Out with the Breeze, in with the Acrobat

I'm late in covering this, but my brother was in town visiting this weekend, so blogging took a back seat. And in reality, an announcement of the next version of Adobe Acrobat isn't necessarily something I would consider blog worthy.

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I'm late in covering this, but my brother was in town visiting this weekend, so blogging took a back seat. And in reality, an announcement of the next version of Adobe Acrobat isn't necessarily something I would consider blog worthy. However Adobe did something very interesting with this version - they integrated Macromedia's Breeze product.

If you aren't familiar with Breeze, it is a collaboration and online meeting tool. More importantly, I've always felt that Breeze is one of the most intriguing applications in Adobe's stable. It was collaboration and web conferencing done in the easiest way possible. If you had the Flash Player installed, you were up and running, connected to your peers and ready to hold a conference complete with audio and video. What intrigued me so much is that the entire application was built on the Flash Platform. It gave a glimpse into the kinds of things that the Flash Player was really capable of, and what you could accomplish if you were intimately familiar with the innards of the player. In a sense, it was a snapshot of what the web could look like down the road - easy, sophisticated, real-time collaboration - all courtesy of Flash.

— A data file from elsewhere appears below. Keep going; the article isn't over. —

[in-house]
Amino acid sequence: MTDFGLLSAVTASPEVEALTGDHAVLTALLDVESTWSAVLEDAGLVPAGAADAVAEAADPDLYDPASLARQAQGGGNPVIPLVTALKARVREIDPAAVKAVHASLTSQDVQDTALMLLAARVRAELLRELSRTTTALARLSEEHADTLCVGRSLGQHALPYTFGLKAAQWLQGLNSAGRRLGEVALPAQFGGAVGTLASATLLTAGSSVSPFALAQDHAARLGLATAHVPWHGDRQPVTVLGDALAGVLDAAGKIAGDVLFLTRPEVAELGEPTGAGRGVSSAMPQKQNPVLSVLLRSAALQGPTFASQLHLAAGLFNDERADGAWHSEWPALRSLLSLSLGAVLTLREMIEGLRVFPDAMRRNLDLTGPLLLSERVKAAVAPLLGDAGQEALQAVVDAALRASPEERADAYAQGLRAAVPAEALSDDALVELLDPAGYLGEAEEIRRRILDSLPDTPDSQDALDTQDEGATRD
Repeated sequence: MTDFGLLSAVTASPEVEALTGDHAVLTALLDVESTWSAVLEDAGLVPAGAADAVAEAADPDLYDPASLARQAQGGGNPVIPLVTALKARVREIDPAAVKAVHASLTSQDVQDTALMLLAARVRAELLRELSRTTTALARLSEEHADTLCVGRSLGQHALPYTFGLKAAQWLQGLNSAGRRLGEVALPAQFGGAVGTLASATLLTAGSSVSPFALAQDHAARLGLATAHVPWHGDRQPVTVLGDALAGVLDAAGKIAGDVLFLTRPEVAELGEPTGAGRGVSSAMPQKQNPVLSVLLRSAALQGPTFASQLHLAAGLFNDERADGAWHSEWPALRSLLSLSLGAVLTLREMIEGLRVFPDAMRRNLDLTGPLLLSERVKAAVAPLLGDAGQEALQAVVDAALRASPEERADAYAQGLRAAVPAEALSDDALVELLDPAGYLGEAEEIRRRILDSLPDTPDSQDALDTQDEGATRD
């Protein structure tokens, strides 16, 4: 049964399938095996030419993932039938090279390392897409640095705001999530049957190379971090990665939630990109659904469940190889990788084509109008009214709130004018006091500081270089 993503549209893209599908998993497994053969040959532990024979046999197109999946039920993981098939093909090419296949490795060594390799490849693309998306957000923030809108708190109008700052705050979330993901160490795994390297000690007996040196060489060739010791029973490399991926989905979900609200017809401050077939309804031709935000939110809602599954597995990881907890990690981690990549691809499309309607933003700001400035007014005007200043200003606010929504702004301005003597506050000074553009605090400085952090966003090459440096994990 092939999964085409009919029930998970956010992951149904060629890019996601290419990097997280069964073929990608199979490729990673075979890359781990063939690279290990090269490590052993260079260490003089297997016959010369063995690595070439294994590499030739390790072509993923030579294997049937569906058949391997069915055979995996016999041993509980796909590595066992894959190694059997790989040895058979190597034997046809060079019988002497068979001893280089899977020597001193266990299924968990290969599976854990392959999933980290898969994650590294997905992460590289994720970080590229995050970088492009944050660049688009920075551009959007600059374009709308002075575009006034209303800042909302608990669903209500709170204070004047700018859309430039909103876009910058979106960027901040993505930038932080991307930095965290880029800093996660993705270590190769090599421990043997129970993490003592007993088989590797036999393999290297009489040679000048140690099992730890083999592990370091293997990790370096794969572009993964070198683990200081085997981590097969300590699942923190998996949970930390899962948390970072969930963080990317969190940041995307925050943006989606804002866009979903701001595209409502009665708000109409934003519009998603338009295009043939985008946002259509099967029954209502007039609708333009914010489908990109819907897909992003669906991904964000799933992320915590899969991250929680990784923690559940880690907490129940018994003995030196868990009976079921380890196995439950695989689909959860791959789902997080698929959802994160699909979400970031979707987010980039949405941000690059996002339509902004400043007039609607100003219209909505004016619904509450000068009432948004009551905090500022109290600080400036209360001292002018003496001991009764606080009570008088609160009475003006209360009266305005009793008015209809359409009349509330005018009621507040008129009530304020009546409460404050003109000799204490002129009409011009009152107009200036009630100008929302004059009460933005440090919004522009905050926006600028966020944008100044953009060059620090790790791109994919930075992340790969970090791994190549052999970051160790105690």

Unfortunately, most of the world never saw Breeze. It was expensive, even as a hosted solution, and unless you were in a big corporation that used it, the only time you could take advantage of it was when Adobe held web seminars, and that audience was fairly small.

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Now, with the new Adobe Acrobat Connect, one of the most interesting products from Macromedia has become part of Adobe's most important product. It is also an example of why Macromedia and Adobe were such a good fit. Adobe has traditionally been very strong in enterprise solutions. Through Acrobat, they were able to establish a document workflow platform that fit very well in an enterprise environment. But document workflow alone simply wasn't enough, and now they've incorporated Breeze into the Acrobat family for a significant value add.

So what does this mean for both Breeze and Adobe? It will be interesting to see how many companies embrace the new Acrobat platform. Collaboration on the web is still very young in terms of actual implementation, and adoption can only go up. Breeze was such an elegant solution because of its simplicity - all you needed was the Flash Player. If that simplicity can use the Acrobat name to gain some widespread acceptance among big companies, Adobe will have a gem of a Rich Internet Application.